Definition of venal in English:

venal

See synonyms for venal

Translate venal into Spanish

adjective

  • Showing or motivated by susceptibility to bribery.

    ‘their generosity had been at least partly venal’
    • ‘why should these venal politicians care how they are rated?’
    • ‘Leaders have offered the people little but venal, corrupt governance for decades.’
    • ‘That said, of course there are many self serving, venal politicians.’
    • ‘But politicians are expected to be venal and self-serving if given the chance.’
    • ‘As boring meeting after boring meeting takes place, we are supposed to care about these venal, self-absorbed egomaniacs.’
    • ‘Ambition for power and other venal motivations are built into the structure of democracy.’
    • ‘Those visionaries passed and were replaced by venal men who don't care for independence or sovereignty and who want to sell the country to the US.’
    • ‘She is many things - venal, arrogant, authoritarian, ruthless - but she is no dummy.’
    • ‘He regarded publishers, agents and reviewers as stupid and venal.’
    • ‘From this perspective, could any commercial interest be otherwise than venal?’
    • ‘On my scale of morality, the selling of charlie to City high-flyers and celebrities is at worst venal, and possibly not immoral at all.’
    • ‘The National candidate is portrayed as a venal, cynical and arrogant.’
    • ‘In hindsight, we know that much of the prosperity was a bubble fueled by venal corporate criminals.’
    • ‘It is bad enough that so many players have acquired a cynical and venal attitude but should spectators do likewise the game at top level is finished.’
    • ‘They may well be venal, amoral egomaniacs, but the one thing you can pretty much guarantee is that they will be sharp-tongued.’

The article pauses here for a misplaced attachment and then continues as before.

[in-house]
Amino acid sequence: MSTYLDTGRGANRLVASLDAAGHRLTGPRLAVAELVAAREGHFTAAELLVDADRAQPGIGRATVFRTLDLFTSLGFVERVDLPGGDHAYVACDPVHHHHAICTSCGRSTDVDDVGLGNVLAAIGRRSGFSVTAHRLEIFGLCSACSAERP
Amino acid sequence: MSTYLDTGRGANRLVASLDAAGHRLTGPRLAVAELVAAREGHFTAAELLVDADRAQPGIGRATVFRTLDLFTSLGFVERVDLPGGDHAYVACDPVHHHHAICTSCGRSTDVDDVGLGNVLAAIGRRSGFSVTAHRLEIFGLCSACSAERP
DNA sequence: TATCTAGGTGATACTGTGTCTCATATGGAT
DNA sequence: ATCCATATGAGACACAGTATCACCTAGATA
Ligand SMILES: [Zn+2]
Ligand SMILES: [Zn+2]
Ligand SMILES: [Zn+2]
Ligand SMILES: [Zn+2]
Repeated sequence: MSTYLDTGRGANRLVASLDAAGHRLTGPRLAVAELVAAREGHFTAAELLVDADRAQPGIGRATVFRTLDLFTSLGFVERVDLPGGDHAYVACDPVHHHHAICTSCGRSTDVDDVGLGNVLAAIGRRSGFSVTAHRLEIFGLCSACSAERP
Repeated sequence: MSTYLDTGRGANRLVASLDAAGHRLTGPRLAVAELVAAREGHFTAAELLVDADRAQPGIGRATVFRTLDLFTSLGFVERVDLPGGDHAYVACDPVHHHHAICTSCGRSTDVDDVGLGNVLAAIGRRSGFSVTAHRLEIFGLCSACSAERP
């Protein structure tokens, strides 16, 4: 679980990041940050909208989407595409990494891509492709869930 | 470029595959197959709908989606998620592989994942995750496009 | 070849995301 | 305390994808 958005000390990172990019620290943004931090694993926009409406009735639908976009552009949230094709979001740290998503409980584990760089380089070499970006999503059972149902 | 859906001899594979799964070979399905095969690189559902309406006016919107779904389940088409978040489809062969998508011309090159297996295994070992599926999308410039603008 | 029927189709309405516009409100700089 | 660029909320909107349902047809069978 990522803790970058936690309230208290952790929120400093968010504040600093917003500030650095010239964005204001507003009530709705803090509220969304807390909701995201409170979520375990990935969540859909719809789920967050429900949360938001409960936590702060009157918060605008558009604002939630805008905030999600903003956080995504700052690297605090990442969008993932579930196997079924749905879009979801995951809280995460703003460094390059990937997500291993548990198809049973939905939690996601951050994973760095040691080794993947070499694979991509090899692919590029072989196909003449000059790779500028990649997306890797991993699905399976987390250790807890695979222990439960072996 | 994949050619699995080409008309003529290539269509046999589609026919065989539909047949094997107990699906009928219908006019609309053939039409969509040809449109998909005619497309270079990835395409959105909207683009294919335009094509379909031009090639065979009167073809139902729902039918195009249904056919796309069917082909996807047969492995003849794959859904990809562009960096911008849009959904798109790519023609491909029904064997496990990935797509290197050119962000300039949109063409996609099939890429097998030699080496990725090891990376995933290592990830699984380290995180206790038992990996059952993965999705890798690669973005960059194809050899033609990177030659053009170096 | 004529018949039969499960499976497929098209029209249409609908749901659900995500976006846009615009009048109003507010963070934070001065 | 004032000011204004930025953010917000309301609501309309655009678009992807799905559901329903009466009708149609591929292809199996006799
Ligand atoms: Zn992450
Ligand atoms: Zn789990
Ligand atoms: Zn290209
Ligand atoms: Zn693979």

• ‘Virtually all of the clergy are portrayed as venal and conspiratorial.’
    • ‘How can the parties expect voter loyalty if they consistently assume voters are just venal and self interested?’
    • ‘Starring Eric Idle as a director, it portrays everyone in Hollywood as either effete New Agers or venal bullies.’
    • ‘The emotional depth of the cast, whether it's Graham or one of his venal bosses, lends a dramatic weight to the story.’
    • ‘What damages teenagers is an adult world which caricatures them as vain, promiscuous, stupid and venal.’
    • ‘The political institution and party to which he has devoted a political career spanning half a century are utterly venal.’
    corrupt, corruptible, bribable, open to bribery, purchasable, buyable, grafting
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Pronunciation

venal

/ˈvēnl/ /ˈvinl/

Usage

Venal and venial are sometimes confused. Venal means 'corrupt, able to be bribed, or involving bribery': local customs officials are notoriously venal, and smuggling thrives. Venial is used to describe a sin or offense that is 'pardonable, excusable, not mortal': in our high school, smoking cigarettes was a venial sin

Origin

Mid 17th century (in the sense ‘available for purchase’, referring to merchandise or a favor): from Latin venalis, from venum ‘thing for sale’.